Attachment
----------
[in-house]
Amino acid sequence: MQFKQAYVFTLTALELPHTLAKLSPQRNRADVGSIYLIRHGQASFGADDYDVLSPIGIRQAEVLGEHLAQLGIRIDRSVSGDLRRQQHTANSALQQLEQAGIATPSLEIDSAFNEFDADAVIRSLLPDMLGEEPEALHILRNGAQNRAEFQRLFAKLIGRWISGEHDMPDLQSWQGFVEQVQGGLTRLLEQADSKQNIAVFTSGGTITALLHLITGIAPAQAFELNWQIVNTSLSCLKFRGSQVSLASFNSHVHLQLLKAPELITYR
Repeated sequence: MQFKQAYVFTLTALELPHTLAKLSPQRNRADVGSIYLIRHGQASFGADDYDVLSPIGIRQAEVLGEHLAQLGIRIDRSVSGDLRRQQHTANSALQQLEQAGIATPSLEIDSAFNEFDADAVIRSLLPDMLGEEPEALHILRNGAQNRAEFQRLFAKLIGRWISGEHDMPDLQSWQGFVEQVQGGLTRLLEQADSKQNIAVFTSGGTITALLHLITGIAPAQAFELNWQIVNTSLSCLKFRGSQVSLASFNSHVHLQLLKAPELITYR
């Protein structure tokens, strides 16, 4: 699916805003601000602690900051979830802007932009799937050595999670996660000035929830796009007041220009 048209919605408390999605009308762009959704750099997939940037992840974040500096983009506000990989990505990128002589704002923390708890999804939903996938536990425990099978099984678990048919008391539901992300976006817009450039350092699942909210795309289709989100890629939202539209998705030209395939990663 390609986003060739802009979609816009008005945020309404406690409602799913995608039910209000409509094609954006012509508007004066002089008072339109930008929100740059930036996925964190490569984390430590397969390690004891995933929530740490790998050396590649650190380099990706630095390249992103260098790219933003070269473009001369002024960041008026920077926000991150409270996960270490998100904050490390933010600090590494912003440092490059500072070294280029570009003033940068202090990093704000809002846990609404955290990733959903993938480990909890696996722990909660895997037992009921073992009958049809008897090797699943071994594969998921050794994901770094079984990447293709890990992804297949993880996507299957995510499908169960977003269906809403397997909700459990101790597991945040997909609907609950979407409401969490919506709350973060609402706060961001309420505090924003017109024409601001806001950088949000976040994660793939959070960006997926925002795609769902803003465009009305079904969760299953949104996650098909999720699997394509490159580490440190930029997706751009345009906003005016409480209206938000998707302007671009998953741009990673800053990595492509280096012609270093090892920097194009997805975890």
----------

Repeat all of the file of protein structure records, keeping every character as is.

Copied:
[in-house]
Amino acid sequence: MQFKQAYVFTLTALELPHTLAKLSPQRNRADVGSIYLIRHGQASFGADDYDVLSPIGIRQAEVLGEHLAQLGIRIDRSVSGDLRRQQHTANSALQQLEQAGIATPSLEIDSAFNEFDADAVIRSLLPDMLGEEPEALHILRNGAQNRAEFQRLFAKLIGRWISGEHDMPDLQSWQGFVEQVQGGLTRLLEQADSKQNIAVFTSGGTITALLHLITGIAPAQAFELNWQIVNTSLSCLKFRGSQVSLASFNSHVHLQLLKAPELITYR
Repeated sequence: MQFKQAYVFTLTALELPHTLAKLSPQRNRADVGSIYLIRHGQASFGADDYDVLSPIGIRQAEVLGEHLAQLGIRIDRSVSGDLRRQQHTANSALQQLEQAGIATPSLEIDSAFNEFDADAVIRSLLPDMLGEEPEALHILRNGAQNRAEFQRLFAKLIGRWISGEHDMPDLQSWQGFVEQVQGGLTRLLEQADSKQNIAVFTSGGTITALLHLITGIAPAQAFELNWQIVNTSLSCLKFRGSQVSLASFNSHVHLQLLKAPELITYR
């Protein structure tokens, strides 16, 4: 699916805003601000602690900051979830802007932009799937050595999670996660000035929830796009007041220009 048209919605408390999605009308762009959704750099997939940037992840974040500096983009506000990989990505990128002589704002923390708890999804939903996938536990425990099978099984678990048919008391539901992300976006817009450039350092699942909210795309289709989100890629939202539209998705030209395939990663 390609986003060739802009979609816009008005945020309404406690409602799913995608039910209000409509094609954006012509508007004066002089008072339109930008929100740059930036996925964190490569984390430590397969390690004891995933929530740490790998050396590649650190380099990706630095390249992103260098790219933003070269473009001369002024960041008026920077926000991150409270996960270490998100904050490390933010600090590494912003440092490059500072070294280029570009003033940068202090990093704000809002846990609404955290990733959903993938480990909890696996722990909660895997037992009921073992009958049809008897090797699943071994594969998921050794994901770094079984990447293709890990992804297949993880996507299957995510499908169960977003269906809403397997909700459990101790597991945040997909609907609950979407409401969490919506709350973060609402706060961001309420505090924003017109024409601001806001950088949000976040994660793939959070960006997926925002795609769902803003465009009305079904969760299953949104996650098909999720699997394509490159580490440190930029997706751009345009906003005016409480209206938000998707302007671009998953741009990673800053990595492509280096012609270093090892920097194009997805975890």